The Basics About Dog Body Language

Kate Barrington
by Kate Barrington
Your pooch doesn’t need to say a word for you to understand what he’s feeling. Understanding dog body language tells you everything you need to know.

Though dogs cannot speak to humans in the same way that we speak to each other, they are still able to communicate with us. You don’t have to spend hours analyzing your dog’s different barks to know how he is feeling – all you have to do is observe his body language. Body language is an important part of the way dogs communicate, both with humans and with each other. Here are some of the basics about dog body language so you can better understand your pooch.

Reading Facial Expressions

You can learn a lot about how your dog is feeling by reading his facial expressions – that is, the set of his ears, mouth and eyes. When your dog is feeling comfortable, his eyes will be normal in shape and size for his breed, either round or almond-shaped. If he is feeling threatened, however, his eyes may appear larger than normal. If your dog is squinting, it could be an indication of stress or pain. The direction of your dog’s gaze can also tell you a lot. For the most part, dogs do not look each other in the eye because it can be perceived as a threat. Similarly, if a dog is looking directly at you with an intense gaze, it could be a sign of aggression.

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In regards to a dog’s mouth, the position of his lips, jaw and teeth can tell you a lot about the way he is feeling. If the dog is relaxed, his mouth is likely to be either closed or just slightly opened with a relaxed set to the jaw. A dog that is feeling nervous or submissive will also likely have his lips closed, though they may pull back at the corners and he may flick his tongue in and out. A dog that is pulling back his lips to expose his teeth while also wrinkling the top of his nose is displaying aggression, warning you not to come any closer.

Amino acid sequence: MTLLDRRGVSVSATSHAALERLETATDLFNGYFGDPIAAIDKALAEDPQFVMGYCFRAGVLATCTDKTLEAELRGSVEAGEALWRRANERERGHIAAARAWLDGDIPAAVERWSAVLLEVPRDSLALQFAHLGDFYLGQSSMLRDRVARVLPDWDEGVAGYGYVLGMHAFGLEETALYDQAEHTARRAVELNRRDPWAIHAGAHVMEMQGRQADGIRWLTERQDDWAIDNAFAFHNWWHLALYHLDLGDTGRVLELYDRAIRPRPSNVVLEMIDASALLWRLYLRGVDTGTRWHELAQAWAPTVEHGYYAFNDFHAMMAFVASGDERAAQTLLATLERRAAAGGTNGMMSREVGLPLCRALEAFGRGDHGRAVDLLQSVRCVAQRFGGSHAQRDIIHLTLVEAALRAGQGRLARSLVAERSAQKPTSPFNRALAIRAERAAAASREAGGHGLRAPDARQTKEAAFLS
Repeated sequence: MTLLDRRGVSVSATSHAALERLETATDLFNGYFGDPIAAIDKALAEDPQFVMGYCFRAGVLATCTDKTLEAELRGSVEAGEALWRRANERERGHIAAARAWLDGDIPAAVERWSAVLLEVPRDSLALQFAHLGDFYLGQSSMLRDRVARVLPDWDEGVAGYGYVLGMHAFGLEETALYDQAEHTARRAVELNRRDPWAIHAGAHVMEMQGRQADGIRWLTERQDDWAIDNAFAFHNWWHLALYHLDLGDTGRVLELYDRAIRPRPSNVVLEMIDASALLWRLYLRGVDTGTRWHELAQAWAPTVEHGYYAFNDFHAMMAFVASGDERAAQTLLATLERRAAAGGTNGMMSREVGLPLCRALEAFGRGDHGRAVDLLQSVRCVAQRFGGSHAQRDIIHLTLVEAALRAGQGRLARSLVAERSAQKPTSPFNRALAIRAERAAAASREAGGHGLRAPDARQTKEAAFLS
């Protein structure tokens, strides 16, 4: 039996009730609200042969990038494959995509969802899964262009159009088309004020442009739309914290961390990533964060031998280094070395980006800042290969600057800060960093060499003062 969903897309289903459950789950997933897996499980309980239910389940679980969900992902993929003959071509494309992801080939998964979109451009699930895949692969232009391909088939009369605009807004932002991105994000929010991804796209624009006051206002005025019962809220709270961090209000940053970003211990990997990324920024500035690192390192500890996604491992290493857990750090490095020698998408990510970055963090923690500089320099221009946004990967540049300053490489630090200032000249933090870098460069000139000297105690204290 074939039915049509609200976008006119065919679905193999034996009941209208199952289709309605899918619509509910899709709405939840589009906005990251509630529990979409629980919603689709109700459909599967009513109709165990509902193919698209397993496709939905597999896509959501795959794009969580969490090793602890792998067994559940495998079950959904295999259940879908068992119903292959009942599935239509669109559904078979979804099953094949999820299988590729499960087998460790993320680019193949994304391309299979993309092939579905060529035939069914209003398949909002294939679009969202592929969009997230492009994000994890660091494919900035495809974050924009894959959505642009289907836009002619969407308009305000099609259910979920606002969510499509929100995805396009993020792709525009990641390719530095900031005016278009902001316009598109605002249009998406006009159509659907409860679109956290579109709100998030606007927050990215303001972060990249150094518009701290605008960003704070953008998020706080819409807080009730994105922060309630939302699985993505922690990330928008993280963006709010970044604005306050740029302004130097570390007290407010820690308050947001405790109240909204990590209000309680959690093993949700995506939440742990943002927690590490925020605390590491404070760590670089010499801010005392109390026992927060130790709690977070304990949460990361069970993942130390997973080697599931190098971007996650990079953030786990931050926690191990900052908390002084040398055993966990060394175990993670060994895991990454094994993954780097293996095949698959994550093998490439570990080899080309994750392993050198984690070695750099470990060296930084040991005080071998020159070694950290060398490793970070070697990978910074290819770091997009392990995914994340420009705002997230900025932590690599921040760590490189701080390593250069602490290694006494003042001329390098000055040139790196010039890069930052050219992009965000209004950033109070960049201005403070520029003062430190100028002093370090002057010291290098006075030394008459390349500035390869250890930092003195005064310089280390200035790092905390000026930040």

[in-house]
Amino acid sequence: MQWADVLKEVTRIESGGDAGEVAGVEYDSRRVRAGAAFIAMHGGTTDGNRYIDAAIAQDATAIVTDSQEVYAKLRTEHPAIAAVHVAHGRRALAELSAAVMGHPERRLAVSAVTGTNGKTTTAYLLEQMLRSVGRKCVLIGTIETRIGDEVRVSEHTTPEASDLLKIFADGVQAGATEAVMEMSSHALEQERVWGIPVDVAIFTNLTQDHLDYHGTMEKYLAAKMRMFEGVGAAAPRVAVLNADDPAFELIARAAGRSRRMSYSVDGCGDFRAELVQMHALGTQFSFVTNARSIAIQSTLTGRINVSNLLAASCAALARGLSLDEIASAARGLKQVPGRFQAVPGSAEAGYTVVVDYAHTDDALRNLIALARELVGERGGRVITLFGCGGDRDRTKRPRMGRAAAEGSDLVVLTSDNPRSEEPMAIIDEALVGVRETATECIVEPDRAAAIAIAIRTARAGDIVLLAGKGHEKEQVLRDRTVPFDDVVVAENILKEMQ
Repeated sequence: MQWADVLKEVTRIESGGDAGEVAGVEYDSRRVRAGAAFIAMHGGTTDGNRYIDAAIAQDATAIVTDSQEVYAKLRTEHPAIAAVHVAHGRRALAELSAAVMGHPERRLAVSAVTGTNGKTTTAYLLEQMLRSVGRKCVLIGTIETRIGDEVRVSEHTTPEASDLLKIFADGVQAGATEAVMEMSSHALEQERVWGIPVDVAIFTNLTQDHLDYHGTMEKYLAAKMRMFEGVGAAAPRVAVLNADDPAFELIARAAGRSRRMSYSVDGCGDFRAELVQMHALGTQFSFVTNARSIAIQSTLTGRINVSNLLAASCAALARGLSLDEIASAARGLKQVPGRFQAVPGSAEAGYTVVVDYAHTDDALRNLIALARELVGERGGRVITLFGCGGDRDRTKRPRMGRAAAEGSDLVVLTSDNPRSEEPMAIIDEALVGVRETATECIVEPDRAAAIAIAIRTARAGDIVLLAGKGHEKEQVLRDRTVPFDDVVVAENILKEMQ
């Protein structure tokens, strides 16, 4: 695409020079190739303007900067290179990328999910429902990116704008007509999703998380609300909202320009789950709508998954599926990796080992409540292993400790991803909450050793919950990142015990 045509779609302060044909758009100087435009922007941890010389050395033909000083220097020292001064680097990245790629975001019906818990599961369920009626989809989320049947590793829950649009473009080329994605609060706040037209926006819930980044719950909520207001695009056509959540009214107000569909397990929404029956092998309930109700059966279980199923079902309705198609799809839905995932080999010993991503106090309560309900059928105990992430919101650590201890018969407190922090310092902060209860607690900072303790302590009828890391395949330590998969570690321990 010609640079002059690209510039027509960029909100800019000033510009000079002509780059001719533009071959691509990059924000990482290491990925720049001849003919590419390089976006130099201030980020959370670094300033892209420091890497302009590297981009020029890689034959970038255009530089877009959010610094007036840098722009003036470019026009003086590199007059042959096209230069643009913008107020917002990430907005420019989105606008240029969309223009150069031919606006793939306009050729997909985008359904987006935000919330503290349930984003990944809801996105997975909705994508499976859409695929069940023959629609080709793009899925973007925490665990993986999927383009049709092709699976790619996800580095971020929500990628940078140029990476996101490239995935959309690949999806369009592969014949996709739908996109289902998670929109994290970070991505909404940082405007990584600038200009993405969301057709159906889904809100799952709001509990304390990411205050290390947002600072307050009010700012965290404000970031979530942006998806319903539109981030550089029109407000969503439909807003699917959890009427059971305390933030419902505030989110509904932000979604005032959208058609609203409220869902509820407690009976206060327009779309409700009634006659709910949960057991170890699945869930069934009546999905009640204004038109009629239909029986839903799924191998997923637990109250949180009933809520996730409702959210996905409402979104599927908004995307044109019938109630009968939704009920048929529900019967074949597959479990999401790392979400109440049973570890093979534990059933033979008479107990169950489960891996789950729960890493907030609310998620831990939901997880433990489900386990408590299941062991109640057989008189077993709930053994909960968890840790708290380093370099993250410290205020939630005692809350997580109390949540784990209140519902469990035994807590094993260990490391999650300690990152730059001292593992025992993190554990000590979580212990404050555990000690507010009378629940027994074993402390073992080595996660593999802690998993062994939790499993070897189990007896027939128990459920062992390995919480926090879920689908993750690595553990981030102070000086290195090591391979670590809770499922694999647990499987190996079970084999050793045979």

When your dog is feeling comfortable and relaxed, he will hold his ears in their natural position. Some dogs have naturally pricked or semi-pricked ears while others have drop ears than hang down on either side of the head. When a dog is feeling aggressive, he will raise his ears and move them forward. A dog that pulls his ears back is signaling that he does not intend to pose a threat. If the dog’s ears are flattened to his head, he is likely feeling frightened or submissive.

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Dog Tail Positions

If you assume that every dog who is wagging his tail is friendly, you may be in for a rude awakening. There are many reasons why a dog might wag his tail. In some cases, tail wagging indicates excitement or friendliness, but it can also be a sign of aggression. Similarly, a dog who is not wagging his tail isn’t necessarily unfriendly – it may simply be the way he naturally holds his tail. When your dog is happy, he may gently wag his tail from side to side and when he is nervous, he will likely hold it down between his rear legs. A dog that is feeling aggressive may hold his tail high and stiff, moving it rigidly back and forth.

Overall Dog Body Language

While the signals discussed above are good ways to tell whether a dog is feeling calm, submissive, frightened or aggressive, the overall posture of the dog will also provide a good indication. If your dog’s muscles are relaxed and his weight is evenly balanced, he is likely feeling calm. When your dog is feeling playful he may be bouncing or running around, but his facial expression should not indicate any signs of aggression. When a dog is scared, he may lower his body to the ground and hunch his back – a submissive dog will exhibit similar behavior. If the dog is feeling aggressive, however, he will try to make himself appear larger than he is by tensing his muscles and centering his weight over his front legs so he can lunge if he needs to.

Learning to read a dog’s body language is a good way to tell how he is feeling. You can implement these observations for your own dog and other dogs you encounter. Keep in mind that different dogs may have different natural positions for their ears and tail, so keep an eye out for universal aggressive behavior such as snarling and lunging.

Kate Barrington
Kate Barrington

Kate Barrington is the loving owner of two cats (Bagel and Munchkin) and a noisy herd of guinea pigs. Having grown up with golden retrievers, Kate has a great deal of experience with dogs but labels herself a lover of all pets. Having received a Bachelor's degree in English, Kate has combined her love for pets and her passion for writing to create her own freelance writing business, specializing in the pet niche.

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